Hello everybody and welcome back to the Everything Ham Radio Podcast! In this episode we are going to talk about things you need to know about when you first get your license, we talk about some upcoming events/contests and hamfests over the next two weeks and wrap it up with some news from around the hobby!
Tech Corner – So You Want To Be a Ham?
First thing that we need to answer what you want to do with your license?
Are you getting your license because you are joining your local CERT team or wanting to assist you local OEM during storms? Are you interested in doing contests or operating for remote area? Are you more of a computer person and want to do digital communications? Maybe you are interested remote controlled planes/boats/cars etc.
What license class will you need?
Now that you know what you are going to do with your license, now you have to actually get it. If you are just planning on using your license locally, like to help your local OEM or talking to friends, then a technician class is probably all you need for now, you can always upgrade later if you want to expand your fun.
If you want to talk around the world, or operate in remote location or do digital communications, you should probably get your general class license. There is a small portion of some of the HF bands that you have access to as a technician, but you are limited to CW or Morse code for all of it. There is a small portion of the 10 meter band that you can use data communications on. It you don’t have any voice privileges in the HF bands.
I know what I want to do and I know what license class I need, how do I get my license?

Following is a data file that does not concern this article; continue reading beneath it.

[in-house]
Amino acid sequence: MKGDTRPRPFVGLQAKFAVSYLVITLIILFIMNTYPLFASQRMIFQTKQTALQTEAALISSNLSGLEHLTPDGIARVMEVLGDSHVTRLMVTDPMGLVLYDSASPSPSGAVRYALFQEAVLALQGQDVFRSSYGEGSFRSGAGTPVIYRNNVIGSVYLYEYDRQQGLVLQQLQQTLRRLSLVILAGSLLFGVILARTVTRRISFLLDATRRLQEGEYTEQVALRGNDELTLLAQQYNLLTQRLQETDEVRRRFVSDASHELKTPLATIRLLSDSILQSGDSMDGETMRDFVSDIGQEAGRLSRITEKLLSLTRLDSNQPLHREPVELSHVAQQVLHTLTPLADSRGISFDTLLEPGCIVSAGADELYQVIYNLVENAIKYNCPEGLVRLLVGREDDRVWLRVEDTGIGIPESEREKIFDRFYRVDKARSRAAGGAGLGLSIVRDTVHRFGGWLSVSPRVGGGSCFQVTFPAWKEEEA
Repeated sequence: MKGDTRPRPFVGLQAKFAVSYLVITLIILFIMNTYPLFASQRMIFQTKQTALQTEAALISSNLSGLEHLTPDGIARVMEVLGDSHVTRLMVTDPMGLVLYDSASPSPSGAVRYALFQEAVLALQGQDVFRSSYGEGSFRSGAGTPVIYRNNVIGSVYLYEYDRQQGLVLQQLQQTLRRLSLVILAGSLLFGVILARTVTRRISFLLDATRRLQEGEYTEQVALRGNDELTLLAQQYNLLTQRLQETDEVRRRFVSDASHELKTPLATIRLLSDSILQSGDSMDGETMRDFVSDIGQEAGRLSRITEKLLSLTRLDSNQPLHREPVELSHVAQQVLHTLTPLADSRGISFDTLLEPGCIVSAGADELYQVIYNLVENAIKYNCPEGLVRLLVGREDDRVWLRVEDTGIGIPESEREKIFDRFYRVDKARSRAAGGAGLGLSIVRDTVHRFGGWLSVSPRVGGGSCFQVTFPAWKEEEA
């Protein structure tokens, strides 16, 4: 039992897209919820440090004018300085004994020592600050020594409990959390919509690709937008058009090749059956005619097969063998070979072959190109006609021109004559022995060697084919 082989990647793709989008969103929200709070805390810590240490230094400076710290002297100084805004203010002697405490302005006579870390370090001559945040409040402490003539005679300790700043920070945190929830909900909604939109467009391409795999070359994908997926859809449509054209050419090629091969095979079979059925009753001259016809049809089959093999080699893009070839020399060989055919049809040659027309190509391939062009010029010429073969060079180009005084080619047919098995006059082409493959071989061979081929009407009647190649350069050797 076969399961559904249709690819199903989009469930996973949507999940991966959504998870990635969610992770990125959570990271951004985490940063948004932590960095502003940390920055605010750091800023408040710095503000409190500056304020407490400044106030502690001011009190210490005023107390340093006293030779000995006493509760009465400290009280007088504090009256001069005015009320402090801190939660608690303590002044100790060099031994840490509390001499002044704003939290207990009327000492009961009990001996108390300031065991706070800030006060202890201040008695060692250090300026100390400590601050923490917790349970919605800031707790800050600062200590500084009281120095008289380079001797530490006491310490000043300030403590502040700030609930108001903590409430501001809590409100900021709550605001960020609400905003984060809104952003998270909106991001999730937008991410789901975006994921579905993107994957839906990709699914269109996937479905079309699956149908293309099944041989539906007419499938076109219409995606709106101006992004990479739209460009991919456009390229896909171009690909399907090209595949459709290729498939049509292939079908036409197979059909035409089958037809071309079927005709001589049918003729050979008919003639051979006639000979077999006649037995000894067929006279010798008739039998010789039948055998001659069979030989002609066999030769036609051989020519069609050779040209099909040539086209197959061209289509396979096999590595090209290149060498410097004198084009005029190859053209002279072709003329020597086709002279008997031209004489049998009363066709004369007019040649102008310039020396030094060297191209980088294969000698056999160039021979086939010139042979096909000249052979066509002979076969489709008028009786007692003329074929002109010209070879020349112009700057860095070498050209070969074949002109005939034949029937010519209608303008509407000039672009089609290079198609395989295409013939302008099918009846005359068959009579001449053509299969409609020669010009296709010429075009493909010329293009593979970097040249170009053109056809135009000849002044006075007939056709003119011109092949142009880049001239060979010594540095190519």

There are several ways that you can study for your license. I have a series of blog posts on my site that will help you study for your technician class. You can find it here.
I am working on the General class course now so if you are listening to this episode later(February 2017) check out the course section of the menu on my site.
You can also check out the no nonsense study guides by Dan, KB6NU
You can also purchase a study guide through the ARRL as well.
Lastly, go to a local club and take a class through them. While this will give you the most personal approach and get questions answered easier, often time classes are only given once or a couple times a year. If you miss your chance you may have to wait until next year to take it. This often leads to people not getting their license because they lose interest while waiting for the class. With this being said, most clubs have a volunteer examiner team that can give you your test at any time or at any/every club meeting.
I have my license, now what do I do?
Now that you have your license, you need the equipment to use, right? So many people ask, “what Radio should I buy?” Or “should I get an hand held(HT) or a radio for my car first?” Some people say get a good HT first because you can use it anywhere. Other say get a mobile radio for your car or for your house. While there isn’t a right or wrong answer for this question, it is really a question that you have to answer yourself. Here is my thoughts on this question.
- A good HT is good to have, but not a major necessity. I don’t recommend getting a high dollar HT right off the bat. While you can hook it to an external antenna to get out a little further and still have the option to use it anywhere, you have to put in extra money to make it worth using in your vehicle or at home.
- Figure out where you are going to be using your license the most and go from there. If you are going to be using it mostly in your car, get a good mobile radio. If you are going to be operating mostly on foot or horseback then a HT is probably the best option.